The following senior destinations were compiled by Guidance Department and are current as of April 22, 2014. Some seniors were not included because of this. University of Cincinnati Asbrock, Connor Bachman, Drew Bailey, Alex Baldwin, Braden Beitman, Jared Betz, Trevor Brokamp, TJ Burwinkel, Kyle Collier, Chase Crable, Chad Eades, Will Fernback, Nick Geraci, Nick Gilles, Will Glassmeyer, Brandon Gordon, Sam Hahn, Sky Heekin, Will Heldman, Brian Himes, Tyler Holtmeier, Sam Hugenberg, Matt Ittenbach, Will Jaspers, Joey Jett, Alex Johnson, Kyle Jung, Gabe Kadon, Chris Kanu, Ian Kuchik, Connor Kuhn, Alex Marton, Collin Mechley, Robby Meyer, Jared Naber, Bobby Orkwis, Jacob Platz, Tony Pohlman, Robby Raymer, Jack Roll, Jason Ryan, Will Schaefer, Josh Smith, Ian Smith, Kyle Thornberry, Gerry Verrilli, Evan Voss, Nick Walsh, Matt Weeks, Alex Werner, Zach Wheat, Patrick/Chandler Zimmerman, Kyle

University of Dayton Allgaier, Jon Barlow, Brody Bonn, Zach Boyle, Matt Bruns, Danny Deeds, Erik Griffith, Ross Heeter, Evan Hoderlein, Maxwell Jansing, Zach Kunkel, Jack Lacey, Mark Land, Ben Malone, Logan Miller, Dan Morrison, Kevin Rinderle, Billy Rose, Cody Schlueter, Nick Sheets, Sam Webb, Aaron Wilkinson, Mika’el

Ohio State University Allen, Nate Calangi, Logan Gentile, Mitch Hubbard, Sam Mulvaney, Brendan Nymberg, Greg Saylor, Drew Schriml, Nick Susich, Carson Wesley, Austin

Miami University Abeln, Danny Carmichael, Andrew Ceccoli, Domenic Farlow, Brendan Hawkins, Tre’ Iuni, Connor Lampert, Mitch Loxterkamp, Will Maus, Eric McCreary, Paul Mercurio, Will Morrow, Austin Morrow, Nolan Paz, Zac Ragland, Gus Reed, Nick Schumacher, Tyler Stanula, Alex ten Brink, Ethan

Ohio University Barbara, Jake Barron, Paul Bowling, Kyle Bradfish, Andrew Bruggemann, Sam Frueauf, Chalmer Gerbus, Justin Langenkamp, Stephen Simmons, Joey Sizemore, Dakota Williams, Quincy Zapanta, Collin

Xavier University Cleves, Phil Cottrell, Brandon Cox, Ryan Godbey, Grant Shannon, Matt Williams, Ian Wilson, Donovan

University of Kentucky Edgar, Boston Greve, Jeffrey Haunert, Charles Logue, Zachariah Mackey, Cody Mahan, Riley Partin, Greg Saylor, Drew Schwab, Sean Shannon, Matt

Adrian College Armour, Alex Art Academy of Cincinnati Martin, McAnthony Bellarmine University Kunkel, Eddie Benedictine College Murray, Aidan Bowling Green State University Shimrock, Timmy; Wever, Shane; Bryant, Phil Butler University Shade, Kole; Smith, Kyle Capital University Ludwig, Joey Cincinnati State Austin Barger College of Mount Saint Joseph Swoboda, Max; Popplewell, Brad; Tallarigo, Johnathan Columbia College Chicago Dickens, John DePaul University Maertz, Reed DePauw University Gruber, Jack Eastern Kentucky University Pleatman, Alec Elon University Anton, Jack Emory University Gigax, Adam

Highpoint University Franklin, Mark; Gustafson, Nat Hillsdale College Pappalardo, Joe Indiana University Boyle, Tony John Carroll University Braun, Will; Rice, Collin; Cole Proia Kent State University Girard, Erich Kenyon College Josephson, Fritz; Myers, Henry Marquette University Zimmermann, Andrew Milwaukee Institute of Art & Design Handel, Zach Northern Illinois University Rosser, Quinton Northern Kentucky University Dorward, Liam; Jabs, Aidan; Plageman, Nick Ohio Northern University Storer, TJ Otterbein University Birrer, Patrick Pennsylvania Gunsmith School Snyder, Steven Providence College Asgian, Chris Pratt Institute of Art Adarve, Norwin Purdue University Hanna, Paul Robert Morris University Sturgis, David Rutgers University Pieper, Corey Seton Hill University Barone, Brendon Syracuse Stars Hockey Tempel, Brian Taylor University Lamping, Mitch Texas A&M University Shaffer, Michael United States Air Force Academy Bohenek, Austin; Rumsey, Preston United States Marine Corps Schwartz, Gus; Thompson, Shane; Wallace, Joe; Fischer, Steve United States Navy Smallwood, Will University of Alabama Kincaid, Kellis; Strotman, Andy University of Chicago Rieger, Jamie University of Colorado-Boulder King, Brendan; Cooke, Geno University of Detroit Mercy Cook, Andrew University of Kansas Coghlin, Michael University of Mississippi Chennell, Ian University of Minnesota Isaiah Gentry University of Oregon Wick, Davis University of South Carolina Chennell, Will; Rodgers, John; Worobetz, Tory University of Toledo Hoffman, Aaron; Meyer, Eddie University of Waterloo (Canada) Mark Bugada (Valedictorian) West Virginia University Mangiaracina, Nick; McCluskey, Alex Wheaton College Morton, Stuart Wheeling Jesuit University Meyer, Dean Wittenberg University Goldstein, Justin Wofford College Jacon-Duffy, Jared Wright State University Benzinger, Grant; Stacey, Trey; Wilkinson, Michael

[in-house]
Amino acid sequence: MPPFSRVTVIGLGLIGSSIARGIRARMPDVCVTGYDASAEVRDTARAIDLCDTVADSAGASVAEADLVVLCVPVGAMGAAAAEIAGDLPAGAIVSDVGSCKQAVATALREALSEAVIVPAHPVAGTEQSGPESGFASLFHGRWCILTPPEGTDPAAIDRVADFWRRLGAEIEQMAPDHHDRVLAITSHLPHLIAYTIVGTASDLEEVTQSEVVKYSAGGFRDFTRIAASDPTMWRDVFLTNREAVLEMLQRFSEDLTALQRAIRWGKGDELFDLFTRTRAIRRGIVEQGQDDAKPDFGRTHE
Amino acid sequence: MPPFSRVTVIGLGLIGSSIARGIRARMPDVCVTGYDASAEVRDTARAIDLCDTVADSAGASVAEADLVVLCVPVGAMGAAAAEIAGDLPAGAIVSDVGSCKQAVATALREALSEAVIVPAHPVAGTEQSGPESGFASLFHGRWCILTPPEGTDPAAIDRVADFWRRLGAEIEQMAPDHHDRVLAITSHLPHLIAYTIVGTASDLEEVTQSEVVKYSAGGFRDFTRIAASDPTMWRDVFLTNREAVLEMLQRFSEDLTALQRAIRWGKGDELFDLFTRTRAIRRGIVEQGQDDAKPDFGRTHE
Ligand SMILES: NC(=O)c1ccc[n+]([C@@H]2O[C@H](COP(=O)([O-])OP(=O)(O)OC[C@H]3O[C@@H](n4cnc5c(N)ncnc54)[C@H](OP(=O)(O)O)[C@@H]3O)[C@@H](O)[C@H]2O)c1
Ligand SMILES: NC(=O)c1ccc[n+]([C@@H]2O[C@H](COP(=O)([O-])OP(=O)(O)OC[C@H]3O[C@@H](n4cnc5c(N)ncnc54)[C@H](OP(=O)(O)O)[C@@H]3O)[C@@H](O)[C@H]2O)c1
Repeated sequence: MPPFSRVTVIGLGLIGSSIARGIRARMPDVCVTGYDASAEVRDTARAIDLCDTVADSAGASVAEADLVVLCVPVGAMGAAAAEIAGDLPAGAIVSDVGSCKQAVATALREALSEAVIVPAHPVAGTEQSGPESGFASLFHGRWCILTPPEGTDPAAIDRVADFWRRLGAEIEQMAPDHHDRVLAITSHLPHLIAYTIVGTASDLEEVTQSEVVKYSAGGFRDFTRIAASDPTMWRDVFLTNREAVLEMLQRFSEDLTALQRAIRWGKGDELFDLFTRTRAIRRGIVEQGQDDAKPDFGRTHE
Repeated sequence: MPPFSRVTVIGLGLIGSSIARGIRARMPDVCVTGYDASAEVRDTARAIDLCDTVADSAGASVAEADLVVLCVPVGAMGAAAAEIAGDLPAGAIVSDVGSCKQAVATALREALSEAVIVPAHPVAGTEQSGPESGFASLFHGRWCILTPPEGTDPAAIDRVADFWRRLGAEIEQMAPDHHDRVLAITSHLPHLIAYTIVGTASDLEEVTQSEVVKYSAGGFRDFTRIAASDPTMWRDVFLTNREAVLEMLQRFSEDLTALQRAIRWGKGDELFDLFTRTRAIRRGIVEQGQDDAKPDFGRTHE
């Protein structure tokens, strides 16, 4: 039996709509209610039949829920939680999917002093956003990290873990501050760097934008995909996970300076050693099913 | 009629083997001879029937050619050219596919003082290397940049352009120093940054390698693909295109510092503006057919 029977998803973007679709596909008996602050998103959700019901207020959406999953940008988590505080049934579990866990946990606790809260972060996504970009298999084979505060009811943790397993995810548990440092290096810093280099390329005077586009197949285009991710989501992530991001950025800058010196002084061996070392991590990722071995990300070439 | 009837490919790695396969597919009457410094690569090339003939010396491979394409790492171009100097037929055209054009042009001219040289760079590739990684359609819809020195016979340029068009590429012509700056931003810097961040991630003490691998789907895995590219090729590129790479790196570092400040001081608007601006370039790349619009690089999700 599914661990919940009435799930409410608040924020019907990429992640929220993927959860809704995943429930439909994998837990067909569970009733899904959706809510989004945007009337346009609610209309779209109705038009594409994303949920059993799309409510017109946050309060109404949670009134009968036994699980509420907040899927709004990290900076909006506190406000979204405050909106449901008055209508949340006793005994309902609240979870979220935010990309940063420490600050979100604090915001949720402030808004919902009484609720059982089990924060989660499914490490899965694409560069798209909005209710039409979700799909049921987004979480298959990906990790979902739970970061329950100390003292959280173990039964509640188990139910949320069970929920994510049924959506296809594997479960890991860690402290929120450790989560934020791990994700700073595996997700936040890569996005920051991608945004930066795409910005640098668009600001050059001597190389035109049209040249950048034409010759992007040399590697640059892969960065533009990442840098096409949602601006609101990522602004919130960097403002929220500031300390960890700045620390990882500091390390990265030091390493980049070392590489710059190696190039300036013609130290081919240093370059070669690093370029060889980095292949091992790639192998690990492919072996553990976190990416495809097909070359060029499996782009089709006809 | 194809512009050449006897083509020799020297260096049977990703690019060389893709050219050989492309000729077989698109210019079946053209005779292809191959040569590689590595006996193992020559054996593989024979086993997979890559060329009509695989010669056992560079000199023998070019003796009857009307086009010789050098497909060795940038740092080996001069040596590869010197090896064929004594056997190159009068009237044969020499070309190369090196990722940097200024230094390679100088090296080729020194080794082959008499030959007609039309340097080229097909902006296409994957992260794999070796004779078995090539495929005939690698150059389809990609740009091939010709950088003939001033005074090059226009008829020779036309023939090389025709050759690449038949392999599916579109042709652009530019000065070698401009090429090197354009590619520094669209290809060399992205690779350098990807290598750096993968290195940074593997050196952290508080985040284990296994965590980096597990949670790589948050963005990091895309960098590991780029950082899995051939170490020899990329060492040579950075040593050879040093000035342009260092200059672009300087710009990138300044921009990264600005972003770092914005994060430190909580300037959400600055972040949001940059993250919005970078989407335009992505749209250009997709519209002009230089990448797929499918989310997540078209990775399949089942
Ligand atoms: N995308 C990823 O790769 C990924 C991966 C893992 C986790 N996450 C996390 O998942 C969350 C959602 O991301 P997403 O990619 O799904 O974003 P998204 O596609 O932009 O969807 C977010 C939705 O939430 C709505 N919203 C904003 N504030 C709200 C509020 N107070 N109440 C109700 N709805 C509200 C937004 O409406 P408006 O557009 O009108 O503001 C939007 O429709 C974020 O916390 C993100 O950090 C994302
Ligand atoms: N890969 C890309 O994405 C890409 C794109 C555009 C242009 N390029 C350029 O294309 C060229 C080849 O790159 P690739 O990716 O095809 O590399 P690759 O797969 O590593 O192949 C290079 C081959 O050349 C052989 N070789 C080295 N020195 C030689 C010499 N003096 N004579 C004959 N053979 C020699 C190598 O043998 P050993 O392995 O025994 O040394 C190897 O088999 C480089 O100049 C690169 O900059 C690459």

SPECIAL FEATURE

The Crusader

Page 5

Senior Top ten 5

CLASS of 2014

Michael Shaffer

1 4

6

Often confused with Moeller’s psychology teacher, Michael moved to Cincinnati from Texas before attending Moeller as a freshman. The Zaragoza House Captain speaks fluent Spanish, and played football for four years at Moeller. After getting a taste of Spain, he has decided to head back to the southwest to Texas A&M.

Nestor Worobetz Tory has qualified to swim in five National Championships and is a State Finalist. He was named an All-American in 2013. He holds the record for 200 Freestyle Relay. Tory has been a competitive swimmer since the age of five. He will be attending the University of South Carolina next year and will study biomedical engineering.